Recevoir une décoration est toujours un grand honneur mais, comme le nom indique, la Légion d’Honneur est un honneur exceptionnel. Cet hommage est donc adressé au Parlement de Finlande. C’est pour moi un grand privilège d’avoir tous les contacts avec la France et avec les représentants de votre, ou notre pays et, c’est grâce au fait d’avoir été élue membre de ce parlement. Je vous remercie infiniment, ainsi que le Président de la République M. Hollande, qui sera bienvenu « à Åland » (je dis toujours les îles d’Åland) s’il trouvera le temps pour une visite.

Je tiens également de remercier tout particulièrement Vous, Monsieur l’Ambassadeur, et Madame Lebédel, pour votre accueil toujours si chaleureux ici à l’Ambassade de France.

I have some friends here who made it all the way from London especially for this occasion, and even if you have not understood everything I have said, I can assure you that your presence here tonight in the French embassy is highly appreciated.

Det finns kanske också någon svenskspråkiga här som inte ännu lärt sig franska, men till er vill jag också säga att jag uppskattar mycket att ni kommit, både ni som kommit från Åland, men också alla andra.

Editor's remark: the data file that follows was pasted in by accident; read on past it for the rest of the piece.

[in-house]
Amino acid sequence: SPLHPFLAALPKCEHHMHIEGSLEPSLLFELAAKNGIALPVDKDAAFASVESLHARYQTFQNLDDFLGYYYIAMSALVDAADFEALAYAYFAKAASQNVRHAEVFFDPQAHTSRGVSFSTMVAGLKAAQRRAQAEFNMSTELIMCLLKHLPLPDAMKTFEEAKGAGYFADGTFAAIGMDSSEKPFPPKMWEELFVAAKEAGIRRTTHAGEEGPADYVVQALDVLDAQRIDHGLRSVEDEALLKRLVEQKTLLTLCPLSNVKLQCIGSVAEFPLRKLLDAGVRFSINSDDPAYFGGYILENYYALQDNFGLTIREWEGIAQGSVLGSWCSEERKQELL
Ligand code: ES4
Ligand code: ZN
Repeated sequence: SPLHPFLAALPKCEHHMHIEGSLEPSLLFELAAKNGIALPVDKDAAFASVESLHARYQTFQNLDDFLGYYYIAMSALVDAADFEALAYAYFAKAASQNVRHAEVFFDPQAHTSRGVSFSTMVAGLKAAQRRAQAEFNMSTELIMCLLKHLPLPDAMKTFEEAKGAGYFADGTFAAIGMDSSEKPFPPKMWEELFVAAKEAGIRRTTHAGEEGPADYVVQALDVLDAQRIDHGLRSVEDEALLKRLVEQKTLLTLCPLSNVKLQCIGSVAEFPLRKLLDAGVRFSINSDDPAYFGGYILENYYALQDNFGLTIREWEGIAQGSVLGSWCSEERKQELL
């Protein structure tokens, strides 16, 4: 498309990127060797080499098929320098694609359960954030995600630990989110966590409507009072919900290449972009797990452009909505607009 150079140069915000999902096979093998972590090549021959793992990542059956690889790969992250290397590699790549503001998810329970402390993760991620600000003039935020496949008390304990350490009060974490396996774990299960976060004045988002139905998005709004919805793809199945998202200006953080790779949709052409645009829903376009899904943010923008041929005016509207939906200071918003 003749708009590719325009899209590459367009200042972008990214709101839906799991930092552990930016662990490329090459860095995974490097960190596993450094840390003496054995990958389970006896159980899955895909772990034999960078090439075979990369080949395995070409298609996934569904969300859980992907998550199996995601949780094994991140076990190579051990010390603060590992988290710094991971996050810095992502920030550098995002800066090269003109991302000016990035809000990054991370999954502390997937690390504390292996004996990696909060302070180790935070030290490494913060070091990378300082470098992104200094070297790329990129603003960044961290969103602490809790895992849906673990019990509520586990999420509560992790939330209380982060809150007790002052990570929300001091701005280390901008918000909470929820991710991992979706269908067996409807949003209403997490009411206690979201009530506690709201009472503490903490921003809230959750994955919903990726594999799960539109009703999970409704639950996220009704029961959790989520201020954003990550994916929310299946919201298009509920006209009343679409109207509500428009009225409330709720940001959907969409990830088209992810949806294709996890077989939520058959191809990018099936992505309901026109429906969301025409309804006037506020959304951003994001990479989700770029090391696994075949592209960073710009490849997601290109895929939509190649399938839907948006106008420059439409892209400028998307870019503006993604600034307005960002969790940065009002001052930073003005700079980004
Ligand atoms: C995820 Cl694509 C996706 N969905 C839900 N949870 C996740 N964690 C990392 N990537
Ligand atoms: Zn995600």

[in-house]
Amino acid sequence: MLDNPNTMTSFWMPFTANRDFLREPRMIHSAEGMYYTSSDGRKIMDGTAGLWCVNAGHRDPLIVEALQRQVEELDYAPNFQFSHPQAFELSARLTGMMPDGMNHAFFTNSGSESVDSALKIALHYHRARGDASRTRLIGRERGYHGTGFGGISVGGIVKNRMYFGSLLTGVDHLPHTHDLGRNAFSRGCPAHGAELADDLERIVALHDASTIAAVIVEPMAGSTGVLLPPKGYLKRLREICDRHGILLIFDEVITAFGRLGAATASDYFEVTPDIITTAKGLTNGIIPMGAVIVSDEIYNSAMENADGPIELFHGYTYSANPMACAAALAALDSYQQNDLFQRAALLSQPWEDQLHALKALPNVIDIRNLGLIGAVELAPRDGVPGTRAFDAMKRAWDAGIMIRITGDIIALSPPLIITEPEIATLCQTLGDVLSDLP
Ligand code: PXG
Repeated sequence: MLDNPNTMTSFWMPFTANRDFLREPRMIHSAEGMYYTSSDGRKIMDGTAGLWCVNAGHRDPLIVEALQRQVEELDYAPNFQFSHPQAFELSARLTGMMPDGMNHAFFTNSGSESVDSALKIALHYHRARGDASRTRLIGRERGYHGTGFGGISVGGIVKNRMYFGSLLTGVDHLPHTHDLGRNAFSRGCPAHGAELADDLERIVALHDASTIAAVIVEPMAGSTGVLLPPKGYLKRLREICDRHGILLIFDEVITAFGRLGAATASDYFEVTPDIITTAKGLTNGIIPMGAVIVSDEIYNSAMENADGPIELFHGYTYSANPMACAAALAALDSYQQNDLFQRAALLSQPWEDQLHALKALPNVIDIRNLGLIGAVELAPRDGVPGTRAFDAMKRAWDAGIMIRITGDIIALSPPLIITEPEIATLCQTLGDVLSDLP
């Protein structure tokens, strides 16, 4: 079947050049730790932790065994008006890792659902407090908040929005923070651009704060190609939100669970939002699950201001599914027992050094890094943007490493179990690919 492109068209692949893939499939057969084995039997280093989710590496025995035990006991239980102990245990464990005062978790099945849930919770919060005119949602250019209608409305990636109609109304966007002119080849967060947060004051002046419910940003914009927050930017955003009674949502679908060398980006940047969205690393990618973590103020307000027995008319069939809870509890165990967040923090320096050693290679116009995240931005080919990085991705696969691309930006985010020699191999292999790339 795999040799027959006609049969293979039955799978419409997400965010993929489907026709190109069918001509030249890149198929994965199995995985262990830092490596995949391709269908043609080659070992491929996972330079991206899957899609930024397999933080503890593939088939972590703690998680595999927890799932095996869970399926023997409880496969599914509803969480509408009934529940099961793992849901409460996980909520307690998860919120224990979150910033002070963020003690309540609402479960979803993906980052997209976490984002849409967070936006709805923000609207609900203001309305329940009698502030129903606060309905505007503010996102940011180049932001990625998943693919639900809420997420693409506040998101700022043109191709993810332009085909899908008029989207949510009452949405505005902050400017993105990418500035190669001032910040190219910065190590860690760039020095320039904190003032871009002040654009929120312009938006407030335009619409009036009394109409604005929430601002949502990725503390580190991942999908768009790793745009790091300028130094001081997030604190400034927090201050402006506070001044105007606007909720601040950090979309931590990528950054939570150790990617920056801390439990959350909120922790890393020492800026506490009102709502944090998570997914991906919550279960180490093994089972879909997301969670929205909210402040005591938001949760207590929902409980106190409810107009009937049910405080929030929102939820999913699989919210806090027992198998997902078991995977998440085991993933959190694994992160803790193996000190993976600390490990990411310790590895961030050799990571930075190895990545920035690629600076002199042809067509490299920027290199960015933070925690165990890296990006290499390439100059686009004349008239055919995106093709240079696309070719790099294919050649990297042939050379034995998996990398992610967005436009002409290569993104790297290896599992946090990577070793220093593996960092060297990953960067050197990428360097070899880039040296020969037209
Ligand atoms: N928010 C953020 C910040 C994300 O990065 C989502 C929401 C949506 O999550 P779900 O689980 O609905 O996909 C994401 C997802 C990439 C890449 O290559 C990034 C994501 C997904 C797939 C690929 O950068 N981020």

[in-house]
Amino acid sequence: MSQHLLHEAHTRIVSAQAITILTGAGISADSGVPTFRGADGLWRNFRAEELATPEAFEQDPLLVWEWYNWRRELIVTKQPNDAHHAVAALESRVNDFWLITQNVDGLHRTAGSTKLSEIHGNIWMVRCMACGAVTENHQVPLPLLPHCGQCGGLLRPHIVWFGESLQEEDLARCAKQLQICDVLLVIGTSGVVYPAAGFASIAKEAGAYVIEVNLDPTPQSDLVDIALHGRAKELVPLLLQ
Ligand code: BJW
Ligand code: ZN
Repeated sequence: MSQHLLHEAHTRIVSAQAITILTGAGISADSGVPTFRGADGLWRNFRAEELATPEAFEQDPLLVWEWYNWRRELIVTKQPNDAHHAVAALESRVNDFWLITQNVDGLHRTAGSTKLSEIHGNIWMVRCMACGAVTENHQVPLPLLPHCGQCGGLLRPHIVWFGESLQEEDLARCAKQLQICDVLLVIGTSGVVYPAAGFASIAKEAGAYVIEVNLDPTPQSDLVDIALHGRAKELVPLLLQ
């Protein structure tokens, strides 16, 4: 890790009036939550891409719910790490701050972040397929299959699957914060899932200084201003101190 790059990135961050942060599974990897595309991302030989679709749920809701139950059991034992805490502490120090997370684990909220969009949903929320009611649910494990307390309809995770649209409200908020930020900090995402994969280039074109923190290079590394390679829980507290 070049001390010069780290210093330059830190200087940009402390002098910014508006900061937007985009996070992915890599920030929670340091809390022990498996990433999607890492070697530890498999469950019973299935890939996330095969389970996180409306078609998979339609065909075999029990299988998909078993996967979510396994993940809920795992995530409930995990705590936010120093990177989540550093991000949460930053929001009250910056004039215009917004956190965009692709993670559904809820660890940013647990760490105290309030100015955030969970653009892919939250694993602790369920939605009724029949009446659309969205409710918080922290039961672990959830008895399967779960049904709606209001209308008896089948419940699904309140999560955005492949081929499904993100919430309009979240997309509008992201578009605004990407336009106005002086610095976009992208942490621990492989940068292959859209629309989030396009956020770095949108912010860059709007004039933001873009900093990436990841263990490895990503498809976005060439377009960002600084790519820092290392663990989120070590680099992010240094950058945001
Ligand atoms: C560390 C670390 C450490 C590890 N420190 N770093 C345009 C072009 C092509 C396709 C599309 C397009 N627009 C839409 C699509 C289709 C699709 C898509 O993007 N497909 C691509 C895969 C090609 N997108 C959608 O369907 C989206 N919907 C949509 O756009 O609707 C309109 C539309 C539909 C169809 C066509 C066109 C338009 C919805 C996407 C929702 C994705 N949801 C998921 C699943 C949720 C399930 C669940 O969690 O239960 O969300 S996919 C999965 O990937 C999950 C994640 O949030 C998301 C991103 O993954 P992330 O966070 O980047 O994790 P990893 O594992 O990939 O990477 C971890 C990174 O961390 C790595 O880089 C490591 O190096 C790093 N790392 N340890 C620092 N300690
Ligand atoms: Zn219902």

Viimeiseksi, Suomi on kaksikielinen maa, mutta nyt tiedätte että valitettavasti minä puhun paremmin ranskaa kuin suomea. Kunniamerkin vastaanottaminen on minulle suuri kunnia, mutta yhtä hyvin arvostus on suunnattu eduskunnalle. Kiitän eduskuntaa saamistani mahdollisuuksista työskellellä näiden aioiden parissa. Kiitos että olette täällä jakamassa tätä kunnianosoitusta minun kanssani.

Elisabeth Nauclér
Helsingfors, 17 octobre 2013

Tal från öppnandet av den kubanska konstutställnignen den 15 oktober på riksdagen

oktober 16th, 2013My Articles and Speeches

Estimados amigos y artistas,

Es un gran honor para nosotros, el grupo parlamentario de Amistad Cuba-Finlandia, poder inaugurar por segunda vez una exposición de arte cubano en este edificio. La cultura es un puente que une a los pueblos.

Todos los que trabajamos aquí y los que vengan a visitarnos podrán apreciar las obras de los artistas Félix Torres, Alberto Oviedo y Jorge Frías.

Las obras recrean el ambiente tropical de Cuba con sus formas y colores, gracias a los artistas por su trabajo y por mostrarnos arte cubano.

Muchas gracias a ustedes,
¡Bienvenido, Ajiaco!

Mer information om Elisabeths medverkan i öppnandet kan ni läsa i pressmeddelandet här på bloggen.

Tal från Vårmöte för Suomen UN Women – Finlands UN Women ry och Vasa lokalavdelnings 30 -årsjubileum

april 22nd, 2013My Articles and Speeches | Tal och anföranden